Hospital's finances hinge on bid
A HOSPITAL may be forced into a radical shake-up of services over a £10million debt if it fails to get specialist status, it has emerged.West Suffolk Hospital at Bury St Edmunds, is pinning its hopes on getting foundation trust status, which will soften the financial blow by allowing it to find the shortfall over three years.
A HOSPITAL may be forced into a radical shake-up of services over a £10million debt if it fails to get specialist status, it has emerged.
West Suffolk Hospital at Bury St Edmunds, is pinning its hopes on getting foundation trust status, which will soften the financial blow by allowing it to find the shortfall over three years.
But if the hospital fails in its bid, it faces having to find £10million in just 12 months, said its chief executive Chris Bown.
At West Suffolk Hospital's NHS Trust Board meeting yesterday , members heard the hospital was currently running with a £5.3million deficit.
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Speaking after the meeting, Mr Bown admitted getting foundation status was crucial to the hospital's finances and said the debt would be "in excess of £10million".
"It is a totally different financial regime. Simply, it allows us to recover our deficit over three years as a foundation trust where the NHS financial scheme requires us to recover in one year.
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"That makes all the difference as we can spread it over three years, providing us with a period of financial recovery.
"If we don't get foundation status, it is a different process. We would have to work with other stakeholders, the Strategic Health Authority and others to look at how we might deal with that position and how to balance the books by March '06.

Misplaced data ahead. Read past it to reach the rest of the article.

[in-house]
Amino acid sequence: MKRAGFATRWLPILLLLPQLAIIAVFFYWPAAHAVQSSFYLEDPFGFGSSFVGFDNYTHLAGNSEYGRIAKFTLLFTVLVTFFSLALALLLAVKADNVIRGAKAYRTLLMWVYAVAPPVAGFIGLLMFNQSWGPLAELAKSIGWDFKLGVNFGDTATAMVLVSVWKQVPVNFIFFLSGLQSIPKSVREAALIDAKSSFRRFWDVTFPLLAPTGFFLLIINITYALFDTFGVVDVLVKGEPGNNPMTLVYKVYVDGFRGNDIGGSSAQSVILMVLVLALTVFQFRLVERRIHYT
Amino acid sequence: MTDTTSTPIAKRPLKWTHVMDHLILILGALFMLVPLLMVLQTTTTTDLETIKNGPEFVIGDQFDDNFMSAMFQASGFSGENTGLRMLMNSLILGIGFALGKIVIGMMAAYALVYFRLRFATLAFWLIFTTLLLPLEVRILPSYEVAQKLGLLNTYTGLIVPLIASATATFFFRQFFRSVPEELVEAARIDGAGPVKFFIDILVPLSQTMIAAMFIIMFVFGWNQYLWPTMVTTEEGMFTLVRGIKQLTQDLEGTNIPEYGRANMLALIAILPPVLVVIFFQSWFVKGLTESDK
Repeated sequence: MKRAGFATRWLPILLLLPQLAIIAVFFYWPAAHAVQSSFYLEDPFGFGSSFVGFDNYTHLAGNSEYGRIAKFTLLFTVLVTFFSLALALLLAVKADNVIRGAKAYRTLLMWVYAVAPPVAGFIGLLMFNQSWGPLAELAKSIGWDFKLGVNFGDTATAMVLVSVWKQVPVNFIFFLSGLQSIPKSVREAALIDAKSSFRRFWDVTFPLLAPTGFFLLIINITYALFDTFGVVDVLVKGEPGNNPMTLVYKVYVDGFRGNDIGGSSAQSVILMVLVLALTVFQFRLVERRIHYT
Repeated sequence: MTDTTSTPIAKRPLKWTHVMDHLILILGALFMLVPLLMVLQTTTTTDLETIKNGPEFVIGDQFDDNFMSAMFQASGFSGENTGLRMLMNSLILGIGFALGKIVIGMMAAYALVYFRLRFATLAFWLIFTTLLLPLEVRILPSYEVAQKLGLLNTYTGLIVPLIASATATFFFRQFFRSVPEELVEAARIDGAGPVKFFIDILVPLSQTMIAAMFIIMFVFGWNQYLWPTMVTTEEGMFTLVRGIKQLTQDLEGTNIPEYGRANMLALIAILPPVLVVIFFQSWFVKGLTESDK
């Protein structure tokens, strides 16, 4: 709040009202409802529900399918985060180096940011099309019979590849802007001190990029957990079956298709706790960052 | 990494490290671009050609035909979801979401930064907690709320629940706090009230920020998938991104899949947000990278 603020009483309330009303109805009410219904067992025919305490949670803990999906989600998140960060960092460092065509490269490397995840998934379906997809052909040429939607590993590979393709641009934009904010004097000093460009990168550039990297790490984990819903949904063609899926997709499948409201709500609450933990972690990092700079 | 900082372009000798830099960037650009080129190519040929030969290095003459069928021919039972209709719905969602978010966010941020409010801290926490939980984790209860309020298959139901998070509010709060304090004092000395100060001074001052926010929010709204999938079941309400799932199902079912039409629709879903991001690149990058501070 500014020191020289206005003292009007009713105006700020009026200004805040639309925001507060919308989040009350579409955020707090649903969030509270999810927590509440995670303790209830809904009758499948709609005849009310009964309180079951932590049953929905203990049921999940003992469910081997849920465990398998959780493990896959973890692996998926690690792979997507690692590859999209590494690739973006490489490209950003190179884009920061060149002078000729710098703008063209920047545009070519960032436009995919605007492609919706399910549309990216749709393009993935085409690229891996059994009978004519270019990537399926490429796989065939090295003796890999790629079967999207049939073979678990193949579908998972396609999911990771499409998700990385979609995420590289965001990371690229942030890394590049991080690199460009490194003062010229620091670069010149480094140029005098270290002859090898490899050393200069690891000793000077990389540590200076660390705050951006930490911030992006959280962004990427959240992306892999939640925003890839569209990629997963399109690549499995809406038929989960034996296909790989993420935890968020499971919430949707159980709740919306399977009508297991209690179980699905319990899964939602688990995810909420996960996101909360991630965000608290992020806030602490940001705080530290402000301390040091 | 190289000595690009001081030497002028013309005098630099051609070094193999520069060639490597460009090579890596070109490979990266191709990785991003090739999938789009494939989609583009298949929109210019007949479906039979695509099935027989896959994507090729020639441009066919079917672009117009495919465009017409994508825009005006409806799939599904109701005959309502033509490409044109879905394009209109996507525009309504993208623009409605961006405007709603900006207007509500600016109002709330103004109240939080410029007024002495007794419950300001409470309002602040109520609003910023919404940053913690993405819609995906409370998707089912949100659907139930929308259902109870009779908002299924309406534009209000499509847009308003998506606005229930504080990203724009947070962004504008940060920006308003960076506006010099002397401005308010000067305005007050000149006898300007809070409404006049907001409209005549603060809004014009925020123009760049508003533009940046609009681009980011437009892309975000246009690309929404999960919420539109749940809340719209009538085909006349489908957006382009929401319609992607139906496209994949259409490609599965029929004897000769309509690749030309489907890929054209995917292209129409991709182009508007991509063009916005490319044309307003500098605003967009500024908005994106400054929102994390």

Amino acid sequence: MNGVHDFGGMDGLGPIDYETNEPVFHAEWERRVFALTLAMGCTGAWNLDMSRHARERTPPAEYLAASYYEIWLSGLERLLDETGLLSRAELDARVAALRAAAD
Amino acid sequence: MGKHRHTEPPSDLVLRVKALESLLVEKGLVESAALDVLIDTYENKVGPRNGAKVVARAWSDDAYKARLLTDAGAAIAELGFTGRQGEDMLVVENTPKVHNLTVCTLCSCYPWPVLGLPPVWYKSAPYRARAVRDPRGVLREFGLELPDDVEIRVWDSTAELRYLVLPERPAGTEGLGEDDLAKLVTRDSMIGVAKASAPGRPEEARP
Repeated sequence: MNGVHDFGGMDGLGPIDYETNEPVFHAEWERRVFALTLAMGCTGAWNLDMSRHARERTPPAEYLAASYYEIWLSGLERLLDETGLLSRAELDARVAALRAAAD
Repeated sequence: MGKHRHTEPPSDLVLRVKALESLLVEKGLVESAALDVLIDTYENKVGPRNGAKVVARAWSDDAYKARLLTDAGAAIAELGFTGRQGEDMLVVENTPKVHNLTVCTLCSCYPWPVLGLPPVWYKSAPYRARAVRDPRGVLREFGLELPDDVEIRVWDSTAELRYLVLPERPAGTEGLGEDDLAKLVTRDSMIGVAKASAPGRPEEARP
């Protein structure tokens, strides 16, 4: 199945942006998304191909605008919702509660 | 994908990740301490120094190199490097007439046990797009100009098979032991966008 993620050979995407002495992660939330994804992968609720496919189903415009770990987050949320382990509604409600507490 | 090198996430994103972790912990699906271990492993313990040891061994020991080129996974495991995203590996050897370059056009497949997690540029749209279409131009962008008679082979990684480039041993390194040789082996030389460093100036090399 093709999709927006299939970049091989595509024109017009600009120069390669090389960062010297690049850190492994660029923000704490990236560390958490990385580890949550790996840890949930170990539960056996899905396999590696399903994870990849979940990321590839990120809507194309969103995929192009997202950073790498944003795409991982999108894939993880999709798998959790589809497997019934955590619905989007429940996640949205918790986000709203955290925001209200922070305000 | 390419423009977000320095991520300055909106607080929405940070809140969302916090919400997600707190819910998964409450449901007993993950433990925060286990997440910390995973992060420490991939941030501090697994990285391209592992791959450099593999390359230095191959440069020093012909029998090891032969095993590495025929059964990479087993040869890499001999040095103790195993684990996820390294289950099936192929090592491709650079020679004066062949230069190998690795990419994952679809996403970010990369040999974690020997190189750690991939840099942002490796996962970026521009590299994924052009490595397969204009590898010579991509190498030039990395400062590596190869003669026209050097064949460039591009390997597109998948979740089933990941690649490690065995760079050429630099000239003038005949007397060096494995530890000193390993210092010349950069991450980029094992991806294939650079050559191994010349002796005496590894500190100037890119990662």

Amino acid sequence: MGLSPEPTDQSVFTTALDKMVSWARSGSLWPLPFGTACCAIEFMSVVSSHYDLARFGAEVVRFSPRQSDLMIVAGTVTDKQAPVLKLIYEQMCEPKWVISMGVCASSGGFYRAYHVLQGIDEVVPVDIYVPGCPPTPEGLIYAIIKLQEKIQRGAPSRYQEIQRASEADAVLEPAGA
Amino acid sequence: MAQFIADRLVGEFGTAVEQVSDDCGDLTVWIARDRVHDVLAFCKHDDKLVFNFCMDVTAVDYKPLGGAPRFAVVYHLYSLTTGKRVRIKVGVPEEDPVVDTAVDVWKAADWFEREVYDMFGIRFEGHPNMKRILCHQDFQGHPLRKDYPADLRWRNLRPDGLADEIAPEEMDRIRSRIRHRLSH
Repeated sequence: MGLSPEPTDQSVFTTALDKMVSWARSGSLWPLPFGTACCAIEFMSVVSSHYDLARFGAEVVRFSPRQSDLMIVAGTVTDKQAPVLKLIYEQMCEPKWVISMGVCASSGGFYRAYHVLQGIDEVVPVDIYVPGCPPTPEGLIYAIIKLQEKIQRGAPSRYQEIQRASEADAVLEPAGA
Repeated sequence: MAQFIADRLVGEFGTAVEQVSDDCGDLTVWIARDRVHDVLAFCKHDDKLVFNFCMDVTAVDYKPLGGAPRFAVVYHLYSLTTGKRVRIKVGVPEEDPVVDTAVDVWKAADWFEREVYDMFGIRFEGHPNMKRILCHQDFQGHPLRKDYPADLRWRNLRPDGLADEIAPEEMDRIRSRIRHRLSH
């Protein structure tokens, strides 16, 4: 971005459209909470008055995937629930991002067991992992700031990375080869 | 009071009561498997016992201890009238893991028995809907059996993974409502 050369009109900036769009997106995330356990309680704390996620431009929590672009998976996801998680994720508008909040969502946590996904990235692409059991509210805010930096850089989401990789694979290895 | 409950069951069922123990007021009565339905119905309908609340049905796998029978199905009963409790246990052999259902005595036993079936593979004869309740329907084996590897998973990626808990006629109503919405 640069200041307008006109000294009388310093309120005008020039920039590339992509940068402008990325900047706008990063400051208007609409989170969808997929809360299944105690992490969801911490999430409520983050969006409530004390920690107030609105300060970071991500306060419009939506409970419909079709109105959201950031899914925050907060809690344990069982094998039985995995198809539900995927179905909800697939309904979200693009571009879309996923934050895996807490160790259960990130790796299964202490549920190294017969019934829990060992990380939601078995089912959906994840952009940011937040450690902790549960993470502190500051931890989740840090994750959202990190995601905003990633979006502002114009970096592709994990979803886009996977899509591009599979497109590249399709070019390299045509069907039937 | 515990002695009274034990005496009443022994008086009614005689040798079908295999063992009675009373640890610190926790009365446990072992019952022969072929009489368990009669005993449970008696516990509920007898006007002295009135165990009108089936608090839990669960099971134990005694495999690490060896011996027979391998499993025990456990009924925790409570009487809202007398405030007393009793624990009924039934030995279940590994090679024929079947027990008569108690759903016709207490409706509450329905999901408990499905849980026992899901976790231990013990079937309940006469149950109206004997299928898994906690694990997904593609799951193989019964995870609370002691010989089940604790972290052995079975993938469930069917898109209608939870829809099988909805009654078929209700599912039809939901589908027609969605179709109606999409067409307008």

"It would be quite radical change, but we would ensure whatever we changed didn't impact detrimentally on patients."
Board members had heard earlier that cash cutbacks had worked during the first half of the year, but those savings were lost during the outbreak of winter vomiting virus in December, which saw five wards closed to admissions at its height.
And the virus also meant the hospital failed to meet its target of dealing with patients attending accident and emergency within four hours.
Presenting the January 2005 finance report, finance director Linda Potter said the predicted deficit for the year-end had not changed since costs were further cut in November and December.
Experts who will decide whether West Suffolk Hospital gets foundation status visit the site next week.
Non-executive member Colin Hilder said they would be asking some difficult questions on Thursday, including how the board were going to redress the balance.
Roy Bannon, medical director, said the impact of not gaining foundation status would be huge. Dr Bannon said: "This could totally destabilise the whole system."
"We've pretty well got to get our act together for March 3."
Mr Bown told board members: "We have some plans. I believe we can do this."